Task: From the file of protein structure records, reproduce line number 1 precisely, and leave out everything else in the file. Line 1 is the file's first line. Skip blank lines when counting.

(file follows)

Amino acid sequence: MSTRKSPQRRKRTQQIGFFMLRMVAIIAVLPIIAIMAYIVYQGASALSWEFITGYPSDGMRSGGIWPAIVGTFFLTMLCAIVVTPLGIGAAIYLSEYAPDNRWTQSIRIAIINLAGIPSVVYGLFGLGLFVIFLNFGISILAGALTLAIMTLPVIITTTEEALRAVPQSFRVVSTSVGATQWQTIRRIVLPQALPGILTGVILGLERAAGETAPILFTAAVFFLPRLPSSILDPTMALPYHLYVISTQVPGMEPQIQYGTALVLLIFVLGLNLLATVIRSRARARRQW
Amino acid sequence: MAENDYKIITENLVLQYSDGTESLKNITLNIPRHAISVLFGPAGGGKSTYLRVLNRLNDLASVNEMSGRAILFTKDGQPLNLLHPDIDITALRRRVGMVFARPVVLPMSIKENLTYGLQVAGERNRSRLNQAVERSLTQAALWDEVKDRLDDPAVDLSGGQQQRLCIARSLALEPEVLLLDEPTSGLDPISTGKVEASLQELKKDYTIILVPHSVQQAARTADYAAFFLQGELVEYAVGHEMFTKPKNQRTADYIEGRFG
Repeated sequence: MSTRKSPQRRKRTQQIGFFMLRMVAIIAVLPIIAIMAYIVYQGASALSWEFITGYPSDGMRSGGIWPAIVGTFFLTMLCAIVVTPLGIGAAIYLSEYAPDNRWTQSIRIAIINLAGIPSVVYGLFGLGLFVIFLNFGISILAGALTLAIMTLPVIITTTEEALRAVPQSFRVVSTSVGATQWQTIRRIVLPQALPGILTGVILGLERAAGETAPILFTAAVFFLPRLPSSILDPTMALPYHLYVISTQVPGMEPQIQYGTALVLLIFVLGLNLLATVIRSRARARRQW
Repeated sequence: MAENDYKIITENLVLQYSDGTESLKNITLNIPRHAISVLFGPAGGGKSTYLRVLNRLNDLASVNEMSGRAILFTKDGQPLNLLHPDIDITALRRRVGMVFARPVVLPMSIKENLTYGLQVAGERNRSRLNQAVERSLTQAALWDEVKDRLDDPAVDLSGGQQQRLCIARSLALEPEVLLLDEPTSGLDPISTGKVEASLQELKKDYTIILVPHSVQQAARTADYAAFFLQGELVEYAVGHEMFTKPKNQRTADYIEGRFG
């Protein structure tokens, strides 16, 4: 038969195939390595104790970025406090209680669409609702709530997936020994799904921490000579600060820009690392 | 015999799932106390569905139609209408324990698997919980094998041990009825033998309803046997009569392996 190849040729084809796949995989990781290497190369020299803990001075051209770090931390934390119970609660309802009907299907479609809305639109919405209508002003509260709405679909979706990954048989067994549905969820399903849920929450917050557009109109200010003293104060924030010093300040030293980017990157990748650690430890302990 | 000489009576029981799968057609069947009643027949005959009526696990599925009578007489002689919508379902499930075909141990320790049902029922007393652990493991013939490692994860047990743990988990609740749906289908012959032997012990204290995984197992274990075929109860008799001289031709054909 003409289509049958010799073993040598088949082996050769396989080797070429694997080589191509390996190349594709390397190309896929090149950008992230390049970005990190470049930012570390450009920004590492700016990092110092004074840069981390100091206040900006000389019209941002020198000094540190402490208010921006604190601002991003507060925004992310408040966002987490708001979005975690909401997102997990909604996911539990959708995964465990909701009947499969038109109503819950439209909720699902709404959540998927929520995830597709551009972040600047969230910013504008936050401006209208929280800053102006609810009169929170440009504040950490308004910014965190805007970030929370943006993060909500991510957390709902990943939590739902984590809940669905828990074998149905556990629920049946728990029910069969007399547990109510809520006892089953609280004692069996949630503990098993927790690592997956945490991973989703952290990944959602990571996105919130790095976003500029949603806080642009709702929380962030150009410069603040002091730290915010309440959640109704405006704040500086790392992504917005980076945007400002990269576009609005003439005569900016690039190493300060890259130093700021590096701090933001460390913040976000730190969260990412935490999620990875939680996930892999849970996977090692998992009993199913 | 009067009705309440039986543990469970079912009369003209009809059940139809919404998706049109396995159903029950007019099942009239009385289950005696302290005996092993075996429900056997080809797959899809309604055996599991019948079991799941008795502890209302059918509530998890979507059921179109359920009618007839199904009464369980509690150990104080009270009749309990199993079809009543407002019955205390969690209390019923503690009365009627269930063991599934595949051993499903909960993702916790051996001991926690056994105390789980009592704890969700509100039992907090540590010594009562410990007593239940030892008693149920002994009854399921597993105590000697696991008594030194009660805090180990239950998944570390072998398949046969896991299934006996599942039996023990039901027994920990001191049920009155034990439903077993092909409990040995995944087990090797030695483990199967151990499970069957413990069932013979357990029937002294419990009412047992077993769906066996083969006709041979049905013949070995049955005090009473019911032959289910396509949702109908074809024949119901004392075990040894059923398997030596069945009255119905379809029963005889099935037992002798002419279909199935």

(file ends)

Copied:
Amino acid sequence: MSTRKSPQRRKRTQQIGFFMLRMVAIIAVLPIIAIMAYIVYQGASALSWEFITGYPSDGMRSGGIWPAIVGTFFLTMLCAIVVTPLGIGAAIYLSEYAPDNRWTQSIRIAIINLAGIPSVVYGLFGLGLFVIFLNFGISILAGALTLAIMTLPVIITTTEEALRAVPQSFRVVSTSVGATQWQTIRRIVLPQALPGILTGVILGLERAAGETAPILFTAAVFFLPRLPSSILDPTMALPYHLYVISTQVPGMEPQIQYGTALVLLIFVLGLNLLATVIRSRARARRQW